Every night, when we go to bed, I open my arms and let Nico slot into me so that all parts of us touch, and I hold him very tight.

It feels impossible that we were in our flat in Manchester this morning; that we woke up when the sky was a bruised purple and Nico nuzzled his face in my neck, and then we fucked slowly, gently, sleepily, our sweat trapped by the duvet. That we are the same people, only now we walk the long corridors of Fiumicino, and the large signs speak the language of my childhood. I can’t keep all the shapes my life has taken, however briefly, straight in my head.

We carry all our luggage and get into a taxi and cross the city of Rome in a series of brisk turns and breaks before I manage to appear, bedraggled and tense, at the threshold of my childhood home.

The smell of soffritto hangs heavily in the atrium, trapped between the walls of polished brown stone. My mother opens the front door, a little flustered, and she hugs me. She smells lovely, a wholesome mix of face cream and fried celery.

“Come in, come in,” she says in her stilted English. And then, to Nico, “Ben, how are you?”

We drag our suitcases inside and pretend we didn’t hear her deliberate mistake; Nico’s face is straight though he’s just been confused with his brother, whom he looks nothing alike.

Nico has a shower and a nap, and my mother makes me tea in the kitchen. She puts a small metal pot on the blue fire of the hob, filled with water from the tap. Tea in Italy is an exercise in patience. It boils slowly, slowly, fine bubbles like champagne.

“So I made a sauce with salsiccia, and I was thinking, gnocchi for dinner?” my mother says.

“Ma, Nico’s a vegetarian.”

The pot on the hob, engulfed by flames, whistles slightly.

I am sitting down at the table but she’s simply incapable of joining me; she whirrs around the kitchen, stopping to polish a rogue fork, filling the jug of water, tidying the coffee bag; it’s a frantic dance around me. Occasionally, she places small offerings on a chipped plate and slides them in front of me: pieces of dried sausage, soft olive bread torn from a loaf. By now the water has boiled and my mother pours it into a shallow, large cup. She cuts a slice of lemon for my cup, then cuts a second one and sucks it dry.

“I’m not making two things for dinner,” my mother huffs, sitting down for a bare second and then bouncing back upright.

“Then we can all just have gnocchi with tomato sauce,” I say.

“It’s just inconvenient, Lina. I’ve made the sauce already.”

“Ma, Nico’s been vegetarian all along.”

My mother’s hands are made of steel, so she can pick up the small pot which just held boiling water and empty what couldn’t fit into my cup.

She sighs heavily and says, “You know, sometimes when you come home, I hope it’ll be with Ben this time. Such a nice boy.”

I take a long sip of tea. I can barely taste it from my earlier burn. “You are so horrible. That’s an awful thing to say about my boyfriend.”

My mother’s gaze snaps to me, flinty and caring at the same time. “Which one?”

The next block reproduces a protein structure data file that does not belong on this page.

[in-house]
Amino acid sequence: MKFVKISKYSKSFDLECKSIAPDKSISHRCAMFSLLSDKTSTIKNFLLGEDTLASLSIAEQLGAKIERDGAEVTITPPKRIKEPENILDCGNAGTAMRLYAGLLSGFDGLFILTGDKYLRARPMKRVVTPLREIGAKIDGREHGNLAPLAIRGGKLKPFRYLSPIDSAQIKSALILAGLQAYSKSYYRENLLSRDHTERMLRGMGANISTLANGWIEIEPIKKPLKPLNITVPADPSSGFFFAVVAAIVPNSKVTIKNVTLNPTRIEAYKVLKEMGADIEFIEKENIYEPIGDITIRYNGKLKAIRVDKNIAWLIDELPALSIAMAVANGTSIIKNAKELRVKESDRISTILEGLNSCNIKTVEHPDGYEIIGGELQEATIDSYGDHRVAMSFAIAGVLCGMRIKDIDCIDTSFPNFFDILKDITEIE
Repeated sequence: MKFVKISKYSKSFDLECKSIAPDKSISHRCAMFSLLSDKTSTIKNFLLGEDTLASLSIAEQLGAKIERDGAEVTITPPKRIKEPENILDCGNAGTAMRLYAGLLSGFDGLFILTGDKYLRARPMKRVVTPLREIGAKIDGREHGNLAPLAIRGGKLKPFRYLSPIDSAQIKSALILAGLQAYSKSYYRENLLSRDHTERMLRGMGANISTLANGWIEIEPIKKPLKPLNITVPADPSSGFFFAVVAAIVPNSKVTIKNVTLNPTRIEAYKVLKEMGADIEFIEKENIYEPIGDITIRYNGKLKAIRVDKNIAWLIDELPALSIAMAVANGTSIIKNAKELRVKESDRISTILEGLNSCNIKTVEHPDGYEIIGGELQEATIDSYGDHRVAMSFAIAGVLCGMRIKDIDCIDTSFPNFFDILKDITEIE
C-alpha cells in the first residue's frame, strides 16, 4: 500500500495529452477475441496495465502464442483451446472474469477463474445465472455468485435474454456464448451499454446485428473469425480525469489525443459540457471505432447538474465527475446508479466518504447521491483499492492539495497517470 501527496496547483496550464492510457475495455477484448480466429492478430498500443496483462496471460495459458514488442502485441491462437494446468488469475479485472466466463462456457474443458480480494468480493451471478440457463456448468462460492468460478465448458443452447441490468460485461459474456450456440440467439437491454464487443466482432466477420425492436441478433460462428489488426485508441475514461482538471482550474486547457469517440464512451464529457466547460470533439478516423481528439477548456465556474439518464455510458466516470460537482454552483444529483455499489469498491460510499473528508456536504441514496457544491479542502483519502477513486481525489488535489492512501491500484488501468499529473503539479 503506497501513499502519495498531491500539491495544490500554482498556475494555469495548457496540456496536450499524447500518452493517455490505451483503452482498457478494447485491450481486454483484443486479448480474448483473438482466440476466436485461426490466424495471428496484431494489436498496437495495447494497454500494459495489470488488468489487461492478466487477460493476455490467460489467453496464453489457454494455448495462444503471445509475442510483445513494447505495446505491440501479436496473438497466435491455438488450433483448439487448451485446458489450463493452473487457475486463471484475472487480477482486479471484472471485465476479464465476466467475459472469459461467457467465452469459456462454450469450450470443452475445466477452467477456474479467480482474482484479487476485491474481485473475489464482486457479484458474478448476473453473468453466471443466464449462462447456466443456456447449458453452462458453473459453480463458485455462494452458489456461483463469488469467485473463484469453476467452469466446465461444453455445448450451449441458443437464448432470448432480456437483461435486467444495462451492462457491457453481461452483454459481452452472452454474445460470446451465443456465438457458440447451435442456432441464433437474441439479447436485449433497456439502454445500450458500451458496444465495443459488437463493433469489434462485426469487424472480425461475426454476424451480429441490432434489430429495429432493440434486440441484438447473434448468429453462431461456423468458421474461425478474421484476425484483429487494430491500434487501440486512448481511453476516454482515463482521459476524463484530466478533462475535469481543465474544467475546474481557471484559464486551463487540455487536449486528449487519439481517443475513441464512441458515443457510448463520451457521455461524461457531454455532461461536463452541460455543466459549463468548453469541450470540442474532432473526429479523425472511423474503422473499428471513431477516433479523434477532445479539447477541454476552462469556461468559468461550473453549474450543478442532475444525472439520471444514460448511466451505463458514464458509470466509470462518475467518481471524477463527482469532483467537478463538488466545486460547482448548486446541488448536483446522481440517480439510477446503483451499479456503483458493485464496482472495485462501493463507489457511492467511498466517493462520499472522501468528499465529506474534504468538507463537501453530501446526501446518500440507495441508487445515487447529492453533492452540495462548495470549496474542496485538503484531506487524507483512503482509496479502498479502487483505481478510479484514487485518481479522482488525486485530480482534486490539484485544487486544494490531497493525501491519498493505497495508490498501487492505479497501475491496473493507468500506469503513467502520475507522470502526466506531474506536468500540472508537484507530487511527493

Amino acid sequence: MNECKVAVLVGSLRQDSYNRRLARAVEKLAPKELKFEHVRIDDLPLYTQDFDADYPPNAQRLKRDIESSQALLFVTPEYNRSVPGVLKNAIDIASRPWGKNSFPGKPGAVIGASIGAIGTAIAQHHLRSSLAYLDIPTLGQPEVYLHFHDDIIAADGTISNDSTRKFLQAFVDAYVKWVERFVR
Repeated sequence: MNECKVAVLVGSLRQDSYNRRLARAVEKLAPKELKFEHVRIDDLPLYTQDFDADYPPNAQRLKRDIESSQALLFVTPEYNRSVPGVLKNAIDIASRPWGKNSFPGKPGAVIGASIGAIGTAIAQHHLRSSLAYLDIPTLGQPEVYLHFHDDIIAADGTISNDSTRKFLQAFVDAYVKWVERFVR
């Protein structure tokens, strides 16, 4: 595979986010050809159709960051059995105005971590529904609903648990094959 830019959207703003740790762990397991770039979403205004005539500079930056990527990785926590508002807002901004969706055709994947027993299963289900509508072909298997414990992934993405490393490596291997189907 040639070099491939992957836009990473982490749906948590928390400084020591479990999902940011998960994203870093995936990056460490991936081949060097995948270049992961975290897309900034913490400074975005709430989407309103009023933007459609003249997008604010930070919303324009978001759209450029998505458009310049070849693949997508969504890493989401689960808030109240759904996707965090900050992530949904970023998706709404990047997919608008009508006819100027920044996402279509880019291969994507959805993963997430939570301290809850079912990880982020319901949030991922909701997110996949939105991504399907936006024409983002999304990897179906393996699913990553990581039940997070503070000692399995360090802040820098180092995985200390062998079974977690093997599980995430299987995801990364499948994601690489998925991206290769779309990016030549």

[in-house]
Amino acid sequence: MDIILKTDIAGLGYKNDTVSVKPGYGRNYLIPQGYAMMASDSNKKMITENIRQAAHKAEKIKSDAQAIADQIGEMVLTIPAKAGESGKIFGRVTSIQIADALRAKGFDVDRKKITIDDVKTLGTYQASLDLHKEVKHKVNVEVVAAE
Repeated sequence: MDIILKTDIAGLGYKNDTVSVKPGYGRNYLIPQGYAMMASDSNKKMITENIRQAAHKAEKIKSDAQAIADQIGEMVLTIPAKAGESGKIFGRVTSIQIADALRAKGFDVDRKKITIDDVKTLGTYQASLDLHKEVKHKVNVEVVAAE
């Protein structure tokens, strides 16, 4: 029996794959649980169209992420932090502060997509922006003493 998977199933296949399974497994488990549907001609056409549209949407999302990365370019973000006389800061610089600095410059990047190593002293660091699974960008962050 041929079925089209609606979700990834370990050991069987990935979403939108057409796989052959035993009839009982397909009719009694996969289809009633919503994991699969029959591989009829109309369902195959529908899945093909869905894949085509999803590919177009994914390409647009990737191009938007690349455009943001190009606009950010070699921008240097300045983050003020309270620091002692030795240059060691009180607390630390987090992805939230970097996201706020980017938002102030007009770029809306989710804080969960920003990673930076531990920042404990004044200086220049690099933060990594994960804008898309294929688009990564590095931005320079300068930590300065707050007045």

Back to Hugh and Clarissa, middle-class and middlesome. As their two children grew, they inevitably ended up putting most of their hopes on Ben. A tall, charmingly lanky, blue-eyed lad who liked maths and piled up social currency. Ben went to a very good university and slid into a graduate scheme for a consultancy firm and whatever, he won prizes for sports, et cetera, again, I never listened back then.

There is a lot Hugh and Clarissa forget about Ben: chiefly, he’s always suspected himself superior to other people and sneered at others’ grammatical mistakes or failures of appreciation of the proportions of fractions. (Once, I got a little confused and said that a third of a whole was smaller than a fourth; he laughed at me cruelly for days).

But he was a solid son, one who did things that sons were supposed to do: climb trees, climb romantic partners, climb the property ladder. And Nico, the younger brother, he could never join in, couldn’t play football and didn’t even pretend he enjoyed watching it. And he was shy, and still that need vibrating in him, so needy, always looking for a comforting touch when he had a bad day, calling Hugh and Clarissa when he was at university asking them why things were so hard for him, displaying his vulnerability so outwardly it was painful to look at him.

So, they looked at Ben instead. And Ben had girlfriends, of course he did, but they were just flashes of pretty faces encountered by chance, until this one girl with dark eyes and hairy forearms, this girl whose name was Lina, this girl who was me.

I liked Ben enough. I didn’t love him; I could never love someone so whole. The psychology of my inability to fall in love with those who display no vulnerability is uncomfortable, but here it is – I will only fall in love when I can be the glue holding someone together. I can only be happy if I can fuss and nourish. It’s not selflessness but a perverse need to tuck in and stir honey into tea. It’s shameful, and it’s who I am.

The first time I went to Hugh and Clarissa’s house, they led me into their front room, three knackered sofas and peeling wallpaper, and Nico was there, making himself small and reading a book with watery eyes.

“Nicky,” Ben said, horrified. “You’re not… are you? Are you crying at a book?”

Clarissa came in carrying opaque glasses of white wine.

“Fuck off,” Nico said, but softly, with no hardness in his tone, as if he enjoyed being teased.